Holiday Party Etiquette: 8 Tips for Being a Good Dinner Guest

We’re in the middle of the holiday party season, and etiquette pros are circulating their annual advice for how to be a good guest at a company party, ugly sweater get-together, or New Year’s Eve soiree. But what if you get invited to ring in the season at a sit-down holiday dinner party?

Don’t stress about holiday dinner party etiquette: we’ve got seven essential tips for being an excellent guest and staying on your host’s nice list.   

Arrive on Time

Don’t treat this event like a casual house party where you can drop in at your convenience. If your host is planning a sit-down dinner, they’ve planned the time when they want that dinner to start. Honor the host’s wishes by following dinner party protocol, and arrive at the time listed on the invitation.

Don’t show up earlier than expected. You may think you’re just being punctual, but you’re really putting your host on the spot when they’re still trying to prepare for their guests.

If you’re running a few minutes late, let your host know and say that you understand if they want to start dinner without you.

Respect the RSVP

Your host didn’t just include an RSVP on the invite for their own health: they need to get a head count so that they know how many places to set and how much food to prepare. Once you receive an invitation, it’s just basic good dinner party guest etiquette to let your host know as soon as possible whether you’ll be able to make it. And don’t bring a plus-one to the holiday dinner party without asking the host first. A good host will be gracious if an extra guest shows up, but it’s better not to put your generous host in that position.

Dress to Impress

If you’re not sure how casual or formal the dinner will be, air on the side of getting a bit dressed up. You probably don’t need to show up in a ball gown, but you could use the occasion to wear that new cocktail dress or nice blouse. The holidays are a time when people tend to enjoy dressing up, so make the most of it.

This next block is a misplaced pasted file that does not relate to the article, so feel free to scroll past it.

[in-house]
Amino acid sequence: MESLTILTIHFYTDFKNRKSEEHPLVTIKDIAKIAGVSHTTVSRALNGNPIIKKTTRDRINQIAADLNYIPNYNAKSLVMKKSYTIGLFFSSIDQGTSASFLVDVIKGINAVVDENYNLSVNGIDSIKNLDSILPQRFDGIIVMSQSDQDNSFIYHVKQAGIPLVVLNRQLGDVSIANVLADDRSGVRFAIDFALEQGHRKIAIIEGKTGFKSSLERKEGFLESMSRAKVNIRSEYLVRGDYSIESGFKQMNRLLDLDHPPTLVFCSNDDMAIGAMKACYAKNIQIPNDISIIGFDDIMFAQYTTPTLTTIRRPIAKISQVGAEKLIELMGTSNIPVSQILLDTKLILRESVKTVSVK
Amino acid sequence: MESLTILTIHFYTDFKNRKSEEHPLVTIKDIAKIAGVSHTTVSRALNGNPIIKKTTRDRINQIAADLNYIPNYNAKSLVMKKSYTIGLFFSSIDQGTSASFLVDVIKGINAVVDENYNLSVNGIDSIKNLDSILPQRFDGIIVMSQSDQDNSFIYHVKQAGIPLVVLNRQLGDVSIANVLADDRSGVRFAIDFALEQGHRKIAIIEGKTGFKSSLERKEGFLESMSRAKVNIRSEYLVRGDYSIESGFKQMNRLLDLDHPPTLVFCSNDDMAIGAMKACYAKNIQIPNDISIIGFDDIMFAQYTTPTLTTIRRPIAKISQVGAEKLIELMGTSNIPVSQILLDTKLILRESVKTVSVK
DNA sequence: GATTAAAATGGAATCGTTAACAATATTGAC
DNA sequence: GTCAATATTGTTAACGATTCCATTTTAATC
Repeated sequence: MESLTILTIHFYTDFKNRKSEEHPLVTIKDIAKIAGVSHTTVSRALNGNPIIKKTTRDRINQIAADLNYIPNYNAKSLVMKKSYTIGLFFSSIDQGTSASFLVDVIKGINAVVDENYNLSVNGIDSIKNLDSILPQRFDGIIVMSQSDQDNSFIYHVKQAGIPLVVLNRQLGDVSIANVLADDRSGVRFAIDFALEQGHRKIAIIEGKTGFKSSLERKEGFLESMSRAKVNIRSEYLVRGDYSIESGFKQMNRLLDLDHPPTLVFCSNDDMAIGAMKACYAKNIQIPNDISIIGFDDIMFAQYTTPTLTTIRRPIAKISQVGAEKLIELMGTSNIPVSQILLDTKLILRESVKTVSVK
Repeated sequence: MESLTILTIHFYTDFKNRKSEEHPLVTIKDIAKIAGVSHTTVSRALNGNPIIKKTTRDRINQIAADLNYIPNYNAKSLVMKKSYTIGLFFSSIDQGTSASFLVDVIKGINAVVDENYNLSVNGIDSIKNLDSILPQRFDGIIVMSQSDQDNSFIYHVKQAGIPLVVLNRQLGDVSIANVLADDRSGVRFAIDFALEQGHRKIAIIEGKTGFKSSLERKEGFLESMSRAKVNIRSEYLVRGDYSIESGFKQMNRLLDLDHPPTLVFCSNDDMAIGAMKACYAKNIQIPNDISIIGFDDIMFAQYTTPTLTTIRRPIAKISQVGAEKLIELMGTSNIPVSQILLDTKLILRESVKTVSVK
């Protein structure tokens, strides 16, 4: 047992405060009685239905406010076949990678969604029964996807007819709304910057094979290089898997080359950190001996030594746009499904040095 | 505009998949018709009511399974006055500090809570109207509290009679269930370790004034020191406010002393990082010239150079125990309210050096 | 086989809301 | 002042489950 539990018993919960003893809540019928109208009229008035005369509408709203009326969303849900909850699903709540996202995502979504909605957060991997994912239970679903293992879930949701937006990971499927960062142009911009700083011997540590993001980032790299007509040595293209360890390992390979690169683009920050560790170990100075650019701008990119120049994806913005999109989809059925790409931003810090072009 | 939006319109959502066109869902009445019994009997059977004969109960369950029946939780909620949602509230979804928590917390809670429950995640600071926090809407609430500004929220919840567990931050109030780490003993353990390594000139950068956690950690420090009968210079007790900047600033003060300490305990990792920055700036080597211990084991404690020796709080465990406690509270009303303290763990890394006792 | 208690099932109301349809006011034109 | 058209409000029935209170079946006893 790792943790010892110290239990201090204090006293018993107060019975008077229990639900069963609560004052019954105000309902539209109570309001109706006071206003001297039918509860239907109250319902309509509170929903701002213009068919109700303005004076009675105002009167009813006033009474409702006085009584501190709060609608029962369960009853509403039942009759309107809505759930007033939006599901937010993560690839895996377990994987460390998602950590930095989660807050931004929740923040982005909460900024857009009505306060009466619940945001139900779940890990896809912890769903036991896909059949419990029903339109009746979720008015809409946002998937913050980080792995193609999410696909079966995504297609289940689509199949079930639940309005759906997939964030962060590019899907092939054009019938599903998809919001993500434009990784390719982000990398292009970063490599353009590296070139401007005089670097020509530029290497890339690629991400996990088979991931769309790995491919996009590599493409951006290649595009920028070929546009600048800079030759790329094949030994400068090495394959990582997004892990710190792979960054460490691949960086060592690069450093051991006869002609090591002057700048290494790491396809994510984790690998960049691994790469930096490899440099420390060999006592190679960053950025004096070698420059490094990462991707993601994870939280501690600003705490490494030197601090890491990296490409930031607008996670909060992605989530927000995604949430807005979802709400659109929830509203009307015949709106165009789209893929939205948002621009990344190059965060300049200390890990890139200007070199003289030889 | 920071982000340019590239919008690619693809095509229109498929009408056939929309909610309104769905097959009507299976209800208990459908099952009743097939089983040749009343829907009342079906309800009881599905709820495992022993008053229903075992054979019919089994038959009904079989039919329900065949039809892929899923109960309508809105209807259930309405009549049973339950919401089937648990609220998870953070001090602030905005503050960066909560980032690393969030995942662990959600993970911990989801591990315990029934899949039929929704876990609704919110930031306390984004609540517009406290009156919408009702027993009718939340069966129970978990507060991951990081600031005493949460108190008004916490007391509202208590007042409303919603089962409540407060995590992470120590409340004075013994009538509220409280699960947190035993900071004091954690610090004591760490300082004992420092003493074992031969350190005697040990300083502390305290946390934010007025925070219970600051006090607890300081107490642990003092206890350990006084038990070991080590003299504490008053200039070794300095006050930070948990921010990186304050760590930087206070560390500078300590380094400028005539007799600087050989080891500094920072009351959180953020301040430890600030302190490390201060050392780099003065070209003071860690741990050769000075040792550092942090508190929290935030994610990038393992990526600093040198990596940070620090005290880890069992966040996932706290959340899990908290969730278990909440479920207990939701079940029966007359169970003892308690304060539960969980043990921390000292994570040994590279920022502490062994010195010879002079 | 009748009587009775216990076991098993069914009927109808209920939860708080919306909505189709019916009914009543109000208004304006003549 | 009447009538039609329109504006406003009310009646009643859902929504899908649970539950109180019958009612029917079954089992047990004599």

Get Creative with Your Host/Hostess Gift

It’s the gift-giving season, so the idea of picking out a host/hostess gift may already be on your mind. When considering what you should bring to a holiday dinner party, a bottle of wine will probably come to mind first, but this can backfire if you don’t know what kind of wine the host likes. Instead, bring something a little bit out-of-the-box that your host can enjoy at their leisure. We have a whole post with creative ideas for host gifts if you’re stumped.

Still not totally sure what to bring to this dinner party? If all else fails, it’s always a good idea to bring a consumable but non-perishable item, like a box of our Original Soft-Baked Biscotti. Food items are thoughtful gifts because they have wide appeal and won’t clutter the host’s home long-term.

Stow Your Phone During Dinner

It’s one thing to take your phone out for a few quick pictures before dinner starts, but it’s another to be scrolling through Facebook while your host is bringing out the main course. Dinner party protocol is like movie theater etiquette: keep your phone silent and out of sight. If you absolutely need to get your phone out (say you missed a call from your babysitter, for example), politely excuse yourself from the table and find somewhere quiet to make your call.

Offer Your Help, But Don’t Be Pushy

In the spirit of the holiday season, you may want to give your host the gift of your assistance. It’s fine to offer the host your help as he or she finishes preparing dinner or clears the table after the meal, but don’t continue to insist if the host says they’re fine. They may honestly feel most comfortable handling everything themselves, and having a guest who keeps trying to help will put them in an awkward position.

Don’t Dine and Dash

We know that around this time of year, there are a lot of holiday parties happening, but it’s bad etiquette to double-book yourself on the night you’ve RSVPed to a dinner party. You’re expected to stay for the whole meal (including dessert), and it would be rude to duck out early to head to another event.

So when is it polite to leave? Etiquette expert Rachel Wagner says you should take your cue from the host—once he or she stops offering drink refills, it’s a sign that they’re ready for the evening to wind down.

Send a Thank-You Note

There’s no particular dinner party protocol that requires you to send a thank-you note after a dinner party, but it’s a thoughtful gesture that your host is sure to appreciate. Choose a nice holiday-themed card and write a quick note letting your host know you had a great time.

Don’t forget to shop our baked goods to find the perfect thank-you gift for your holiday party host.

 

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